Share a chart with the numerical value of Hebrew letters (Gematria). The exploration might move in a number of different directions:

  • Invite people to construct the Gematria of various days of the Omer counting.

  • Get personal.  Did you know every person has a secret Gematria based on the numerical value of their Hebrew name?

  • Create the Gematria value together.  Tell people that if they ever run into a person with the same Gematria, they have found their bashert.  Do a family Gematria based on your shem ha-mishpacha.

Other possibilities:

  • What is the Gematria of your congregation?

  • Transliterate your city and state into Hebrew. What is their Gematria?

  • Discover together the Gematria for the following Jewish values:

  • תורה   ברית   מצות   ישראל   אהבה   חסד   צדקה   רחמים   חכמה   תרבות

Celebrating our Nature Smarts

Go outside in your back yard or a safe park area.  Have a tena/basket in hand.  Collect a beautiful supply of colors and shapes in the tena.  Give them a prominent place in your home (or on your porch!) Invite families together on or around Erev Shavuot to share their baskets via Zoom (or by posting pictures on the synagogue webpage).  Recite together the ohseh ma-aseh beresheet blessing.  Read together the bikkurim passage (Ki Tavo, Deuteronomy 26:2).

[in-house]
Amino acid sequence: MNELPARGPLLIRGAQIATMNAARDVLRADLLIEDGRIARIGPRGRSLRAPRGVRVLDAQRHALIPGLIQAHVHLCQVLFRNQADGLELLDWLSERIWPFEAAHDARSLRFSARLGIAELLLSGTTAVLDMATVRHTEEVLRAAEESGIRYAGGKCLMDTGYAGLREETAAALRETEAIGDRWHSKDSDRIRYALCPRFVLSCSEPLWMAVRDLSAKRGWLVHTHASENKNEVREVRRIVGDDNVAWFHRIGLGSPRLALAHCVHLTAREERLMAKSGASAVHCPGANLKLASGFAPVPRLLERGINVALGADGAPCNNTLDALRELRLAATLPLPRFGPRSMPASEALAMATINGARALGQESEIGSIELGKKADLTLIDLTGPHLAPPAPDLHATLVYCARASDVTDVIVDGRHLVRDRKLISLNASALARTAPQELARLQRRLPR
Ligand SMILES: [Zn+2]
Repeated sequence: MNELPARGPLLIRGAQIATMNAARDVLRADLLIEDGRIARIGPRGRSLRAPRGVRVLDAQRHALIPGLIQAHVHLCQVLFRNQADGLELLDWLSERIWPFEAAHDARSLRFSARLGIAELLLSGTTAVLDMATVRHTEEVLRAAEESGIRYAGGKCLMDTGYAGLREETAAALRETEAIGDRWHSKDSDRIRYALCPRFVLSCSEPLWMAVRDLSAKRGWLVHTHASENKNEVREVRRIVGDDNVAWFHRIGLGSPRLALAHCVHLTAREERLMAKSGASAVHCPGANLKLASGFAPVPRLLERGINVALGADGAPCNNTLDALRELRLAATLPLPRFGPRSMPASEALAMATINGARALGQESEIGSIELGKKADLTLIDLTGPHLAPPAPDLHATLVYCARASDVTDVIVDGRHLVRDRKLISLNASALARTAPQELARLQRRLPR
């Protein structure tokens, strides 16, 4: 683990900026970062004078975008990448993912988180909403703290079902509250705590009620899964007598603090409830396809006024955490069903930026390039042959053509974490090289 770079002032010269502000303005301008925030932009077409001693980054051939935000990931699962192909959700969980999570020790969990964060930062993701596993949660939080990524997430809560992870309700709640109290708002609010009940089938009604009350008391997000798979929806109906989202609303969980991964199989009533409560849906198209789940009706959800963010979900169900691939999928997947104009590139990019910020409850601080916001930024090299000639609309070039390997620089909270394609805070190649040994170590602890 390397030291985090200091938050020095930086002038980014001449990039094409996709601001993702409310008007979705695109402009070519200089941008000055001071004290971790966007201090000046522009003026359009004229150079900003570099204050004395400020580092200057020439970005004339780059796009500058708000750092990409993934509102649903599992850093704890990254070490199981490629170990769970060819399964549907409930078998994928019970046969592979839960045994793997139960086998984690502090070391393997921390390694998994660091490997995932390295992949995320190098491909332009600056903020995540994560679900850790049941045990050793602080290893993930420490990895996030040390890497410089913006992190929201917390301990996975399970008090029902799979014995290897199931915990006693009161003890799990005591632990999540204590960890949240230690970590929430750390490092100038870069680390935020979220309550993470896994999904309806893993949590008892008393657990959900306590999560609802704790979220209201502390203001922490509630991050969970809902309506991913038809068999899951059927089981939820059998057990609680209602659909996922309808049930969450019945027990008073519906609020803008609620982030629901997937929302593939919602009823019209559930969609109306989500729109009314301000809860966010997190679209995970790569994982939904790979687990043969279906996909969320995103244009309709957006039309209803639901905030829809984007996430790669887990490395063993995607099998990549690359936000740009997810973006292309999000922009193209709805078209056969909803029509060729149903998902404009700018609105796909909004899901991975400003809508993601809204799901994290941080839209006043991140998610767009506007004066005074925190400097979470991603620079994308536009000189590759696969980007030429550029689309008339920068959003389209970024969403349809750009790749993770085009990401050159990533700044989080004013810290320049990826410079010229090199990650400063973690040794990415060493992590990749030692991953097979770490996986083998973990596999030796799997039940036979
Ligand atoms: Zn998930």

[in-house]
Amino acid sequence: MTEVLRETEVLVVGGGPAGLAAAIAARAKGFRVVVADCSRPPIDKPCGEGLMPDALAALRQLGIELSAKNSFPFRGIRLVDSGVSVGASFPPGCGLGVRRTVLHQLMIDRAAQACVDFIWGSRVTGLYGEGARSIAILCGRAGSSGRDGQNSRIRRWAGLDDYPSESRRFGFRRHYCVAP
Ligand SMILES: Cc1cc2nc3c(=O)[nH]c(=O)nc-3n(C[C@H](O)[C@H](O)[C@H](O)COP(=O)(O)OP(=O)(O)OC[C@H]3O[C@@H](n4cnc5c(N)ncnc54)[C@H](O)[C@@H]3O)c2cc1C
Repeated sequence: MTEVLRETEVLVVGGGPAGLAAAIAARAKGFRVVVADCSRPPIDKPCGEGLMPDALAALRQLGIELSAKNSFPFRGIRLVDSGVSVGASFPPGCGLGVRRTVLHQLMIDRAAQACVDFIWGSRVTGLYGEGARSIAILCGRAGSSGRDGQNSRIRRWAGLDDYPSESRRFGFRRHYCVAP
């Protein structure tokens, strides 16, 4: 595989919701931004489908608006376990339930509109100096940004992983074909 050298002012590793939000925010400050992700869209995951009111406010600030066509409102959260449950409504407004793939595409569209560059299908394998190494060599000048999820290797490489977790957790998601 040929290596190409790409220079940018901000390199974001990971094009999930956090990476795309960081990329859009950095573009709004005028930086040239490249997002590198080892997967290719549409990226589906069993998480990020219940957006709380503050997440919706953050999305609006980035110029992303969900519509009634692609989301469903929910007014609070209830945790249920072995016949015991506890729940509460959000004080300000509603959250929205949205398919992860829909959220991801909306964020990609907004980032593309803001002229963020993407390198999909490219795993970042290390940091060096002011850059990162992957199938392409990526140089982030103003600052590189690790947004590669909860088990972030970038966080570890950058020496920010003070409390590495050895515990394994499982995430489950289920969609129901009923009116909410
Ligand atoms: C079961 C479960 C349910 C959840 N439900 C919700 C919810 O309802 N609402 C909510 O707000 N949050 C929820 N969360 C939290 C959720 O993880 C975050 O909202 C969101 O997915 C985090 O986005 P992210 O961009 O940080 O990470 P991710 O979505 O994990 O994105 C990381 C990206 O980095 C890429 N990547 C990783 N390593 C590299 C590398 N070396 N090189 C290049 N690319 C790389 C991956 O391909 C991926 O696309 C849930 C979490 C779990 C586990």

Please be sure to consult with President Trump for an update on the health issues that might be involved in this activity.  Ha-Ha! Joke!

Celebrating our Word Smarts

Invite your learners to respond and interpret this extraordinary poem by Leah Naor.  Perhaps they even want to compile a mikraot gedolot of their own interpretations.  Note that the poet draws from some of the same Midrashic sources as Judith Kaplan Eisenstein’s operetta about the Israelites receiving the Torah.  Some of the questions you might explore revolve around the poet’s intent and the repeating chorus of “that is exactly how it was when they received the Torah.”   Is it?  How does the poet want us to orient ourselves to the giving of the Torah?  Are we being cajoled? Cradled? Challenged?

Here is the poem in English:

When They Received the Torah

A Poem for Shavuot by Le’ah Naor from her book Chag  Li

When they received the Torah … When they received the Torah*